It is almost a little sad when the plate is empty, but onwards to the rich and hearty Portuguese meatballs. Further on to the velvety ravioli in spinach crema sauce with rucola. Lord, I love rucola. We are already so head over heels into our meal. Although I find the following snapper with potatoes, olives, and rosemary a little too salty, the fish skin is crispy and the meat itself broiled to perfection. Our heady bliss is renewed as the roasted lamp chops with anchovy and rosemary are delivered. We find they match perfectly with the red wine we’ve moved on to, and as we surreptitiously try to gnaw on the stubborn sinews of meat still left on the bone, we start to notice the sleepy satisfaction in our stomachs.

But no matter, it is dessert time now, and our sweet teeth have been jealous for some attention. My Valharna 70% cacao rare cake with chocolate gelato, whipped cream and strawberries, is warm and soft, not oozing. A small bite seems to last, imperceptibly melting in my mouth for days, and yet I take another, and another. My date tries his tiramisu and moans aloud. The lady fingers are perfectly soaked, the ratios of each layer perfect. While I’m not sure exactly what about it makes it a “Cicada style” tiramisu as the menu states, it certainly fits with the entire Cicada experience, which has left me utterly transported.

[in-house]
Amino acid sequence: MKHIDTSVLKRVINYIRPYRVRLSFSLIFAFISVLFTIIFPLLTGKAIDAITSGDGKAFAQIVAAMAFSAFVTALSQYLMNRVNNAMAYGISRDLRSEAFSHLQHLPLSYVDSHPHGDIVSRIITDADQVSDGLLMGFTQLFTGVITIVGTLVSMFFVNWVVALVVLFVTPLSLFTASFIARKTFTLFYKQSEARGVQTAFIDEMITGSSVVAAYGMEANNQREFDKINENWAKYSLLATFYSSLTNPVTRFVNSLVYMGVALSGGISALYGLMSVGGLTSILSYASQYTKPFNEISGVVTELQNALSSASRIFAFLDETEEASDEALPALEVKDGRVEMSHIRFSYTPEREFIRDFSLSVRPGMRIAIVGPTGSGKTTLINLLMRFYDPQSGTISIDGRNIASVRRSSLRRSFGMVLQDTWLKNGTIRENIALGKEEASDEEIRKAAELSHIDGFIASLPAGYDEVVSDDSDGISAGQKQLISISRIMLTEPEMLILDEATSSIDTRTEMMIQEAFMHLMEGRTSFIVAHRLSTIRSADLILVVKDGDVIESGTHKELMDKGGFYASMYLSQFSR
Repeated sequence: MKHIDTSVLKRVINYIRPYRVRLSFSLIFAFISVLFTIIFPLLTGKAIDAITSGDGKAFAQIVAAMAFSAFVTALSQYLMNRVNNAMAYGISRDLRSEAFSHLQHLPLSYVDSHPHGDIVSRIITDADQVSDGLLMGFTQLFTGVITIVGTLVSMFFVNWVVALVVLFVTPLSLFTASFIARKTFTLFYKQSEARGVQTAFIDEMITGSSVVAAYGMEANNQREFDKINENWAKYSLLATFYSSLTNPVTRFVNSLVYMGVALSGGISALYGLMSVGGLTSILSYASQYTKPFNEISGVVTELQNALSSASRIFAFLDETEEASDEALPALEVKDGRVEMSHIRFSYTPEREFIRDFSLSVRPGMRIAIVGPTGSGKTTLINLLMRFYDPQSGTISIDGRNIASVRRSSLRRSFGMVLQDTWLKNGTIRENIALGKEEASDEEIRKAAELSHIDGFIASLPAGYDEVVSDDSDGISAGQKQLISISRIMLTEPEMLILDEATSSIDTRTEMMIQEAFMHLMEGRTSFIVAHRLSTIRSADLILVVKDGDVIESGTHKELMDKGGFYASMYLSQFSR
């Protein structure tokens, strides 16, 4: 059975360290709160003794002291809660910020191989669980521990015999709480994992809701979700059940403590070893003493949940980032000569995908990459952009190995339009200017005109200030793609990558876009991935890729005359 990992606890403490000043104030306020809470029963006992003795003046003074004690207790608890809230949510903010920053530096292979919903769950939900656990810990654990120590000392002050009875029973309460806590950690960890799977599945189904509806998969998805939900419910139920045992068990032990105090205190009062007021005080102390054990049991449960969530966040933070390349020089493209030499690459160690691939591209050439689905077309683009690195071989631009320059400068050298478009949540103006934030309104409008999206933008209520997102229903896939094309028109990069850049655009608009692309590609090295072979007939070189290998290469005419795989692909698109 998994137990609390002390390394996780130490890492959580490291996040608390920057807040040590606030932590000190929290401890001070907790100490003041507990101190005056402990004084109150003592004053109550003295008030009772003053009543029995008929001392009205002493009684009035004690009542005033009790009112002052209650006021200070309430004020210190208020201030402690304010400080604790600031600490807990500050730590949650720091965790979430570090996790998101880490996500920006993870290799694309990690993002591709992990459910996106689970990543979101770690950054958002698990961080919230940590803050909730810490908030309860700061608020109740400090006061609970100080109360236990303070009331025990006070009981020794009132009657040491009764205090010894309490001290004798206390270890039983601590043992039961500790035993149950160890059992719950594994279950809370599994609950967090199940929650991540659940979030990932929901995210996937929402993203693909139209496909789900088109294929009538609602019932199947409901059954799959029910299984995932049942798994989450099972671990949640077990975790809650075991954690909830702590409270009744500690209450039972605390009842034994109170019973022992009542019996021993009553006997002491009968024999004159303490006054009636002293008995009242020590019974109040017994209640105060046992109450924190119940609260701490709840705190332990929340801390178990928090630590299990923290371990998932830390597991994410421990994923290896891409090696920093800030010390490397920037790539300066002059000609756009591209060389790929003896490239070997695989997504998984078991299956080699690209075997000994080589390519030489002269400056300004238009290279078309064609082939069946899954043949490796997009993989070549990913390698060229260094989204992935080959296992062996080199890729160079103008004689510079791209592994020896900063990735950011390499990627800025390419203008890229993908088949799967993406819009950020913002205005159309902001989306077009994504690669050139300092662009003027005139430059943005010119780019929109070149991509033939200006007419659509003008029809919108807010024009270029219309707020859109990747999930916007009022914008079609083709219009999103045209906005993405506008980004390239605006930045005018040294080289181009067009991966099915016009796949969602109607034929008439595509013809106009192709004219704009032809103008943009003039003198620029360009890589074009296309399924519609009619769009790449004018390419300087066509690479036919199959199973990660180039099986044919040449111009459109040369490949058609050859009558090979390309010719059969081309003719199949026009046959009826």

And days later, when I walk by, I have this urge to press my nose up against the glass. It’s four in the afternoon, and they are closed, and my mid-week me doesn’t have time for a break anyway. Still I glance back as I walk away, wanting so much to escape there again.

Cicada

5-2-40 Minami-azabu, Minato-ku, Tokyo 106-0047

03-5447-5522

Make sure you ask to see the dessert tray

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Mangia Pesce